Initially a producer of fertilizers during the early 20th century, the Chisso Corporation Chemical Factory, located on the shores of southwest Japan, changed its production to synthesise hydrocarbons. By the 1930s and 1940s, the factory became one of the most advanced in Japan, boosting the local economy and employing around a quarter of the population from the neighbouring town of Minamata. One of the main chemicals the factory produced was a hydrocarbon called acetaldehyde. To make this substance, mercury sulphate is used as a catalyst; this results in small quantities of organic mercury being produced as a by-product, which was discharged with the wastewater into Minamata Bay.

In April 1956, local doctors were confused by the symptoms of a five-year old girl from Minamata, who could not walk or talk properly and suffered from convulsions. Soon it was discovered that the girl’s sister and several neighbours suffered from similar symptoms and by May that year, an epidemic of an unknown disease affecting the central nervous system was reported – this was to be known as Minamata disease. As the months progressed, specialists came to observe more patients suffering from numbness, weakness and sight and speech problems; cat and fish fatalities and dead seaweed was also noted. By October 1956, 40 patients were reported with extreme symptoms of insanity and paralysis, 14 of which had died. Specialists realized that the victims were consuming fish and shellfish from the bay, and suspected heavy metal poisoning. Accordingly, the wastewater from Chisso was tested, which revealed dangerously high levels of mercury. Chisso finally closed in 1968, and today, over 2,200 victims have been officially certified as suffering from mercury poisoning, caused by consuming contaminated fish and shellfish due to the Chisso discharges and the congenital effects from poisoning; it is thought that over 1,700 individuals have died.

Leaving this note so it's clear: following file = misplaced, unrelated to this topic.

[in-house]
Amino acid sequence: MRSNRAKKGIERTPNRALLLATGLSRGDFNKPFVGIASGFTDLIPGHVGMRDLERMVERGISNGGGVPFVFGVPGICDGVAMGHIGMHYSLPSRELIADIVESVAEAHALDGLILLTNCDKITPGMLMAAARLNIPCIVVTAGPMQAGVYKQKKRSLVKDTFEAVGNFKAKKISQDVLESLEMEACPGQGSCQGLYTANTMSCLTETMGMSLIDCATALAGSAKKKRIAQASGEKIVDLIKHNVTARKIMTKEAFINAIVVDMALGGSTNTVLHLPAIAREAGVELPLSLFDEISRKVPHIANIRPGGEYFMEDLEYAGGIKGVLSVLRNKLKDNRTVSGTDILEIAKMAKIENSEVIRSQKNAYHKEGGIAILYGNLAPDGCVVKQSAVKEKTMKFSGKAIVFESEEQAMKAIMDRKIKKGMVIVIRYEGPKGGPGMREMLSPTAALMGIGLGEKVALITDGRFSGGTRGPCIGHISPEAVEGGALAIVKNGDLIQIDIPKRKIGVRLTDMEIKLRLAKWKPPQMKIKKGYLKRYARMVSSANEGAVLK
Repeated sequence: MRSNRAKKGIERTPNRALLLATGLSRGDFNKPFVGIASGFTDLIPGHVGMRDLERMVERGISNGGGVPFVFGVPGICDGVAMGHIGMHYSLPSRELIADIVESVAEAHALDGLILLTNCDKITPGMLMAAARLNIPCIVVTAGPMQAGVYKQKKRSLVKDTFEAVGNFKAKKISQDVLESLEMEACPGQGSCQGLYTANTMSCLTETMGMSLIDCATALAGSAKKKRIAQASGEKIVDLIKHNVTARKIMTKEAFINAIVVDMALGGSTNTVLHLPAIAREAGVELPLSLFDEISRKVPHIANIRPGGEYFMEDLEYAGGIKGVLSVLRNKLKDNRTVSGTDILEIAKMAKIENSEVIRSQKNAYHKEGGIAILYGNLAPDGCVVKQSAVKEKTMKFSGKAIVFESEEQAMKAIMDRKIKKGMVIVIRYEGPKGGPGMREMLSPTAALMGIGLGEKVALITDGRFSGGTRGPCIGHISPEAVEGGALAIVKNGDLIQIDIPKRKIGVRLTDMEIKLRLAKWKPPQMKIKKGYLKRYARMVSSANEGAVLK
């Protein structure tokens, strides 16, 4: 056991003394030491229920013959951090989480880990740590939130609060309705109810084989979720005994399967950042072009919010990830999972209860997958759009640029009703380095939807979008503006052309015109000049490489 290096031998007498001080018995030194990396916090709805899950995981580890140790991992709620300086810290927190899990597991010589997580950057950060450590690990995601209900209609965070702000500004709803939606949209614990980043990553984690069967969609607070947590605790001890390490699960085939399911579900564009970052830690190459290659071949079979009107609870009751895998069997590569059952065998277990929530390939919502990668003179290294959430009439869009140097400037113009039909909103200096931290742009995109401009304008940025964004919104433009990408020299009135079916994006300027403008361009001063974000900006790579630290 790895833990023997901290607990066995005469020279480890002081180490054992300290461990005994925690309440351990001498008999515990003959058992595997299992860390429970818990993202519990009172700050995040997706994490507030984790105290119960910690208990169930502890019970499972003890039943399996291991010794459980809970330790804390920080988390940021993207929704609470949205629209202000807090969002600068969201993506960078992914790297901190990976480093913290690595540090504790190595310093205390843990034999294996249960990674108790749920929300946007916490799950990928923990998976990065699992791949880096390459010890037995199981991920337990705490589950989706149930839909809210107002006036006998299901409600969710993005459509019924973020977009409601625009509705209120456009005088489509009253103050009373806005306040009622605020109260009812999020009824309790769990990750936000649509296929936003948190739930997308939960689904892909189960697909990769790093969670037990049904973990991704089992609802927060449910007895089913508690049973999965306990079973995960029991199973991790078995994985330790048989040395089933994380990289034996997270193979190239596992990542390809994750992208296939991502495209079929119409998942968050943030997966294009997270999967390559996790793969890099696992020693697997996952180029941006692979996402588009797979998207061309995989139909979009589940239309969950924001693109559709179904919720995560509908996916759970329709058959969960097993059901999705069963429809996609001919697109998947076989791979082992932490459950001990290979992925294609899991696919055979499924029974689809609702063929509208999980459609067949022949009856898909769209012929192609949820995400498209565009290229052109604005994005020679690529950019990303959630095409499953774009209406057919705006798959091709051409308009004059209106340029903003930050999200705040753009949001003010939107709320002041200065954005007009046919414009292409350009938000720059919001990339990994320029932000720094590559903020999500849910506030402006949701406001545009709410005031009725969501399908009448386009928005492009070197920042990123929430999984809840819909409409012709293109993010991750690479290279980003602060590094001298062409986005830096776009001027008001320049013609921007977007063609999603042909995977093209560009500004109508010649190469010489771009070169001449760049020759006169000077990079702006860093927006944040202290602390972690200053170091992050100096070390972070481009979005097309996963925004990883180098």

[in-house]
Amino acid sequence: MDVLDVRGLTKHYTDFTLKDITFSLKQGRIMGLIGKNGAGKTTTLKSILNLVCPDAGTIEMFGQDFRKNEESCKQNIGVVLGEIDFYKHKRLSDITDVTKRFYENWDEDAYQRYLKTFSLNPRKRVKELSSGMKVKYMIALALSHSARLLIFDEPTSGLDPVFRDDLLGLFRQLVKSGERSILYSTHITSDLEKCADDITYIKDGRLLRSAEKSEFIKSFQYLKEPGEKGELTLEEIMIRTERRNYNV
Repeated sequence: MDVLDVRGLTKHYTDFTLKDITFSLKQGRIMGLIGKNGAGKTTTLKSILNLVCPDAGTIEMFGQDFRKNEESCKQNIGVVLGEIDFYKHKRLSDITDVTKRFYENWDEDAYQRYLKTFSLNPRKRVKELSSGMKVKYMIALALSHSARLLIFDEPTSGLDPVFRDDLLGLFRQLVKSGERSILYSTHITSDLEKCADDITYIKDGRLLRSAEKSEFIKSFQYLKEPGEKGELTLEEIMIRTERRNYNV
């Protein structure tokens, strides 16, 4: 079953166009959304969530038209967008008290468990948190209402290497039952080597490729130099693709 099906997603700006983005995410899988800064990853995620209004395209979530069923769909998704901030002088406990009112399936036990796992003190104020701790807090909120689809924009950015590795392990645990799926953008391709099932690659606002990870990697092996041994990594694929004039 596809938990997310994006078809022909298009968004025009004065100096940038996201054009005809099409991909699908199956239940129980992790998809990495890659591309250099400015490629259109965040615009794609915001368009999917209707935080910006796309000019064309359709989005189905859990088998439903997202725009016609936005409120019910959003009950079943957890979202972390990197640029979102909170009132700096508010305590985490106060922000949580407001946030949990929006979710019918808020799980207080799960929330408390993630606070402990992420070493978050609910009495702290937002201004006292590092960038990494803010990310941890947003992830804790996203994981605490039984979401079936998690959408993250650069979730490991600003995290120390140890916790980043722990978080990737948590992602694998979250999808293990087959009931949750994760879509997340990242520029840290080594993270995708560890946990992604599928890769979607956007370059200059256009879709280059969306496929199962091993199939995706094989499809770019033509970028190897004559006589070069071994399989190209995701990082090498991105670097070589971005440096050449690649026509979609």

Regulating Harmful Emissions to Combat other Environmental Problems

We are aware that unregulated emissions of carbon dioxide, methane, and other greenhouse gases could have detrimental effects on global weather patterns and that computer projections predict large-scale climate changes. Even so, the Earth’s climate has passed through major shifts throughout geological time and carbon dioxide and methane are gaseous components of the atmosphere. The releases of heavy metals, however, such as mercury, as well as cadmium, lead, arsenic and so on, are extremely damaging to the environment and human health. Undeniably, it is important to be concerned about greenhouse gas emissions. Yet regulating the releases of heavy metals are also important, and indeed, could secondarily help control the release of greenhouse gases, such as those emitted from coal burning and industrial processes.


In Geneva this week, the United Nations aims to finalize negotiations to form an agreement to cut anthropogenic mercury emissions and reduce global mercury demands by 2015. However, because the majority of current mercury releases originate from the developing world, any proposed regulations will not only pose problems with implementing legislation, but also affect regional socio-economic growth, which often relies on burning fossil fuels and small-scale mining.

Whether there will be further disasters, such as the events that happened in Minamata, are yet to be known – but it is likely that the problems posed by rising mercury levels in the oceans and our seafood have still yet to surface.

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Jonathan Booth

BSc in Marine Biology, MSc in Sustainable Engineering and PGCE/MEd in Secondary Science. Travelled and worked across East Asia, Oceania, the Middle East and Africa.